Tuesday, January 22, 2013

Cold-Weather Precautions, Even in the Southland

The TV weather forecasts keep warning that a bitter cold wave is about to hit South Carolina. They did it again last night. And yet today was sunny with temperatures in the 50s. When we lived in the Blue Ridge Mountains, the folks at the country store would call that a heat wave. Superdawg and I rated today's conditions A+ for walking, as though we were back on the Blue Ridge Parkway.

Tonight, though, the cold may be settling in. Temperatures are dropping through the 30s and tomorrow they say the wind chills may be in the 20s much of the day. Therefore, even though South Carolina will not shiver as if it overnight had become South Dakota, it is time to think about precautions for cold-weather walking. The Mayo Clinic, as usual, covers the subject comprehensively.

Much of the drill veteran walkers probably know: Dress in layers, so you can remove a layer if you get too warm, and then put it back on if you get chilled. That beats wearing just a heavy-down jacket that could cause you to overheat, with no way to peel down. Of course, if you have heart problems or asthma, you should check with your doctor about whether you should walk in the cold and how far, with the meds you take also being a consideration.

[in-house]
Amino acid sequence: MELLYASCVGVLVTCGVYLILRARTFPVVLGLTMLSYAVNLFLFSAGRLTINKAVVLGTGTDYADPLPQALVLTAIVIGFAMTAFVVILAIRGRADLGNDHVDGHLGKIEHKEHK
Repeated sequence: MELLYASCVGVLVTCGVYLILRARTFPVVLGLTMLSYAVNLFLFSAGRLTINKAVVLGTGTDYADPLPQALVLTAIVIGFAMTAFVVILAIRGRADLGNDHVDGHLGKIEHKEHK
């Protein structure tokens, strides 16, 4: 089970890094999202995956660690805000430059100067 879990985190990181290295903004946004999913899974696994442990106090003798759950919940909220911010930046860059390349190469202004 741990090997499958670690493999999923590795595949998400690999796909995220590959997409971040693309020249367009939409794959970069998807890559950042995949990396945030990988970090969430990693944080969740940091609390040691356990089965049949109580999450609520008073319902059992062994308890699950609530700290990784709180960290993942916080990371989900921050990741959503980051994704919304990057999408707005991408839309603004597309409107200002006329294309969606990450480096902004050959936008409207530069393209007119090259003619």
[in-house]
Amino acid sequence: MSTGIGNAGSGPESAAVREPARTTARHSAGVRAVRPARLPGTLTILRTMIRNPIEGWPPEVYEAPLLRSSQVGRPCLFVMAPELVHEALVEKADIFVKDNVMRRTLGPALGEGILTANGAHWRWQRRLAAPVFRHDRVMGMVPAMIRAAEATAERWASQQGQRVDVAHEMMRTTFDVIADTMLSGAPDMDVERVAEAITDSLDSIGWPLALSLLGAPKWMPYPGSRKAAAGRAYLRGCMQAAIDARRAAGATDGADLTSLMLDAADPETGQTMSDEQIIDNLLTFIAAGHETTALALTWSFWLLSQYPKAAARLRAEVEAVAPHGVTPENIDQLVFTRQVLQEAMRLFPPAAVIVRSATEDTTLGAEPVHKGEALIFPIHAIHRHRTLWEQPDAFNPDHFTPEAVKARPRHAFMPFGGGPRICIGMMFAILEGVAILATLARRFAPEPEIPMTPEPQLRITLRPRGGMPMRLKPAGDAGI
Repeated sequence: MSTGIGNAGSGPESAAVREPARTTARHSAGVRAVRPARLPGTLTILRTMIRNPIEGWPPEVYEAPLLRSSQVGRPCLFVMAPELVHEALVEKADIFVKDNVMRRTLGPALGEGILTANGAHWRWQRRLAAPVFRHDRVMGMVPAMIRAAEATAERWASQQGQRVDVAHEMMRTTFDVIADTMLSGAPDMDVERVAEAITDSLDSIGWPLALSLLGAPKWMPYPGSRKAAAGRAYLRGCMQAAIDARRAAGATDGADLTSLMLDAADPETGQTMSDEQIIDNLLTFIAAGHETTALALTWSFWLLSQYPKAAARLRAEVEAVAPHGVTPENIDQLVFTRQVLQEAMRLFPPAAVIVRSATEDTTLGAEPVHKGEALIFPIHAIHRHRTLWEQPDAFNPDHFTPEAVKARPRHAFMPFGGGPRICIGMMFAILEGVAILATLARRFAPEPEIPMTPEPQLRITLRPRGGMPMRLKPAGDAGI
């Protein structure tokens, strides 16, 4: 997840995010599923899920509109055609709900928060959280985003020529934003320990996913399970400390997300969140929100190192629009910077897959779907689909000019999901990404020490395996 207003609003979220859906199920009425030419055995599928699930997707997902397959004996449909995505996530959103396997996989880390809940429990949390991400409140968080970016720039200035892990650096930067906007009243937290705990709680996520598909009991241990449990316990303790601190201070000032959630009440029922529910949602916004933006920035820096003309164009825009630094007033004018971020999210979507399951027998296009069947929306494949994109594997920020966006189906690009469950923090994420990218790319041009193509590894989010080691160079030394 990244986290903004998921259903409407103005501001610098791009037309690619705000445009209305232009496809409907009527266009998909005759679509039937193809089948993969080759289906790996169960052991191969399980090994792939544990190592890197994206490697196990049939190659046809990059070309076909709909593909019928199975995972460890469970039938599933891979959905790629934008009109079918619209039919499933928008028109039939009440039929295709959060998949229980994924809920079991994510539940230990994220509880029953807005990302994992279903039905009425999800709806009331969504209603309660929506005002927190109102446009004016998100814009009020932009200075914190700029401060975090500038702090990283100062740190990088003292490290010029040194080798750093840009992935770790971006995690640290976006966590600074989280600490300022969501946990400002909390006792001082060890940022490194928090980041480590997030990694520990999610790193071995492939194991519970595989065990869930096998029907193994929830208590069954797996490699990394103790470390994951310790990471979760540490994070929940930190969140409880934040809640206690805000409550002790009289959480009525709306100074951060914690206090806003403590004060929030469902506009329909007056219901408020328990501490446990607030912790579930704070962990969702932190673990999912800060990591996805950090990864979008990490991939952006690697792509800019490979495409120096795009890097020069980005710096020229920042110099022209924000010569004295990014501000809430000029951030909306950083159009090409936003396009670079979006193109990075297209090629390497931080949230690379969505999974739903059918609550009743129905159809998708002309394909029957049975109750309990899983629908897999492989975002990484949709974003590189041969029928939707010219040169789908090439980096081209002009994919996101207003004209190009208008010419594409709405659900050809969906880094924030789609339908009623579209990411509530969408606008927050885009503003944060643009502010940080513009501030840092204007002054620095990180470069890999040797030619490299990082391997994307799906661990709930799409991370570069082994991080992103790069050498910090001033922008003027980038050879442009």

Here are a few precautions I should be attuned to, but haven't been: Use sunscreen with an SPF of at least 30, because it is just as easy to get sunburned in winter as in summer. Skin cancer is a real threat in the Southern climate.

If you can, complete the second half of your walk with the wind at your back. That makes it less likely you will get chilled after having worked up a sweat. I recall many times wishing I had the wind at my back in the second half of a wind-chilled walk, but I've never done the necessary planning.

Hydration is important, another good point that I too often overlook. Mayo says drink before, during, and after your walk or other workout. It actually may be easier to become dehydrated in the winter because you don't notice symptoms as you would in the summer,

Finally, we older folks should be aware that walking or running in cold, rainy weather will put us at a higher risk of hypothermia than faced by the young studs. Yeah, life is unfair, but walking in a downpour in the dead of winter doesn't particularly appeal to me, to tell the truth.

Anyway, Superdawg and I hope for another bright day under Carolina-blue skies tomorrow, even if there is a chilly wind blowing in our faces.

© Robert G. Holland 2013

For more information:  http://www.mayoclinic.com/health/fitness/HQ01681



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